He says the importance of knowing your density is twofold. The first is that it can make breast cancer detection more difficult. The second is that it can be a risk factor for developing breast cancer. According to the National Breast Cancer Institute, mammograms can miss 20 to 40 percent of breast cancers in women with dense breast tissue, and these women are four times more likely to develop breast cancer than women with less dense breasts.

Alternative Treatment Options & Trends in Surgery
• Pertuzumab
In June of 2012, the FDA approved a new drug called pertuzumab as a treatment option for patients with early stage metastatic breast cancer. Used in combination with two other drugs called trastuzumab and docetaxel, pertuzumab injections are believed to inhibit the growth of tumor cells.

• Partial Breast Irradiation
“The goal of partial breast irradiation is to treat the area of the breast that is at the highest risk of recurrence with minimal dose to the lungs, heart and surrounding breast tissue,” Dr. Kahn says. “In addition, this treatment can now be delivered over a five day time period which can be less physically and emotionally taxing.”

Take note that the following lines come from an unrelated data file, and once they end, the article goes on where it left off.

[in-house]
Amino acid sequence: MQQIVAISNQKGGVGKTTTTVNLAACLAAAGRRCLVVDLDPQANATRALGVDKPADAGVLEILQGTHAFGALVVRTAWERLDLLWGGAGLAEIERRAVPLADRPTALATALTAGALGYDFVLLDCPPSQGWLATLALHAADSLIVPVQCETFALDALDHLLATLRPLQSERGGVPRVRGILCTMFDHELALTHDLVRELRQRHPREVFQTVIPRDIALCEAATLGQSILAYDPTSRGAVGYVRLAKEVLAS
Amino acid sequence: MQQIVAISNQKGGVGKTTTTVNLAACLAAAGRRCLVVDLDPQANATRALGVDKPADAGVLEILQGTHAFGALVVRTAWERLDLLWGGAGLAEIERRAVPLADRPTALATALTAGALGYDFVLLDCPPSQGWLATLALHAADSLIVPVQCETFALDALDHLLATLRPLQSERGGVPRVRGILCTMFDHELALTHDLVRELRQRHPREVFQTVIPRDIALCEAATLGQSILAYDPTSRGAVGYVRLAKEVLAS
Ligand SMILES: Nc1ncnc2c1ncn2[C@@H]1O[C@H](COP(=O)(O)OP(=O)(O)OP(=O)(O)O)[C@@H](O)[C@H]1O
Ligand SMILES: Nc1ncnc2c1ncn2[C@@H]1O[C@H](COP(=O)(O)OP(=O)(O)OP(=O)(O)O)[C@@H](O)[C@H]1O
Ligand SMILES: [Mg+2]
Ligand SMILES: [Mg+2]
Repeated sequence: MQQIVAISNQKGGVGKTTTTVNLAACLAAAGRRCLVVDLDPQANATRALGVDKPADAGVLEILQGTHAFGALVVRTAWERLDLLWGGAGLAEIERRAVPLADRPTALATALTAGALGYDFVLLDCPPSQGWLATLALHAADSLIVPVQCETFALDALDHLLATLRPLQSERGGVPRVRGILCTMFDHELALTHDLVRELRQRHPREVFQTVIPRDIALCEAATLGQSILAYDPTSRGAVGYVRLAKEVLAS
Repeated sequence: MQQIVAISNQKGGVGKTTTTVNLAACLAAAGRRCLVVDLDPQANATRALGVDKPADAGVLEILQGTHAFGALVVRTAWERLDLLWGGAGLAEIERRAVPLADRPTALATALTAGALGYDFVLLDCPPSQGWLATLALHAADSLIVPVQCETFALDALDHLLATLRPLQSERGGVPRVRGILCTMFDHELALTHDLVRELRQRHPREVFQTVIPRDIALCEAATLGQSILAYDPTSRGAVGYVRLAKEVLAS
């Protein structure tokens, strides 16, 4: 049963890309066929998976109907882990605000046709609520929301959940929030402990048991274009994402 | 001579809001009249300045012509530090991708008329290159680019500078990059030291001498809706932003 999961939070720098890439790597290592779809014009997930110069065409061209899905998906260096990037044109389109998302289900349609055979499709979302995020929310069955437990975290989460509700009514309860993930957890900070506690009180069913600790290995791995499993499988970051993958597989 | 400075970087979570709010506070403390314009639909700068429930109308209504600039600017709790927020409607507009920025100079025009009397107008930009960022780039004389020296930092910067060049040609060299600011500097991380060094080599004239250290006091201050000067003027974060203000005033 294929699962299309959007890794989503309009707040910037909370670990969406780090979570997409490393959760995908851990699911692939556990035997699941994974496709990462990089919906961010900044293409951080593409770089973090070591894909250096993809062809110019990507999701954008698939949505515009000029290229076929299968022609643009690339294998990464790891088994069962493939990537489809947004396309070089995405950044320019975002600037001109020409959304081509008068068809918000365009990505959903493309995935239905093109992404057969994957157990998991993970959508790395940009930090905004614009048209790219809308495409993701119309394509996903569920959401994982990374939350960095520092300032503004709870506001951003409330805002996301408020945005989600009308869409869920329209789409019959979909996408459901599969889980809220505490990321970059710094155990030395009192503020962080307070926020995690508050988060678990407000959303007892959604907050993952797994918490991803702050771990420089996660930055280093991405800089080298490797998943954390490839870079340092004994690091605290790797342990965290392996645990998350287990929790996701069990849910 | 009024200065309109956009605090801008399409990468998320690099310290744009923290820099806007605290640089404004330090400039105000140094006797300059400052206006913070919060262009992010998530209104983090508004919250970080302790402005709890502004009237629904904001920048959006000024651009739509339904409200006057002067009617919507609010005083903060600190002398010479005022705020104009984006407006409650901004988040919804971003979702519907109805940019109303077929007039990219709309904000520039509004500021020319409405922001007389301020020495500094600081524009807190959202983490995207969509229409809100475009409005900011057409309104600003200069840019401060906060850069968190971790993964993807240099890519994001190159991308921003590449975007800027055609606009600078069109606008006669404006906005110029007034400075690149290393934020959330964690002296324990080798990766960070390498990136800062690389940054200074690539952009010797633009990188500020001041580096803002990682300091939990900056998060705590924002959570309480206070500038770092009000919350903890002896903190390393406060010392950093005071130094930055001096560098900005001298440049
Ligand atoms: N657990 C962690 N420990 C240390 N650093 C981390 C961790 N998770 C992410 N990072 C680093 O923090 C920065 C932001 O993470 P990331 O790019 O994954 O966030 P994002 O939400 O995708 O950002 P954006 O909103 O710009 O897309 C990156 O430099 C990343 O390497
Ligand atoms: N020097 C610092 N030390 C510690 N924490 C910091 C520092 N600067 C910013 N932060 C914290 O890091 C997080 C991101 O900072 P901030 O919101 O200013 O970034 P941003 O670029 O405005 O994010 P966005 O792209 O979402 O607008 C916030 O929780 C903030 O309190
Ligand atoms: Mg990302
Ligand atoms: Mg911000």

• Preventative Mastectomy
A growing trend among women who are at a high risk for developing breast cancer is a preventative (prophylactic) mastectomy, or the elective removal of their breasts. “Patients with a strong family history of breast cancer and those with precancerous cells on biopsy can also be a candidate,” says Dr. Grant Carlson, chief of surgical services at Winship Cancer Institute of Emory University.

• Oncoplasty
This type of surgery removes a woman’s breast tumor plus enough of the surrounding tissue to clean up any errant cancer cells. At the same time, the surgeon fills the gap by reshaping the tissue around it.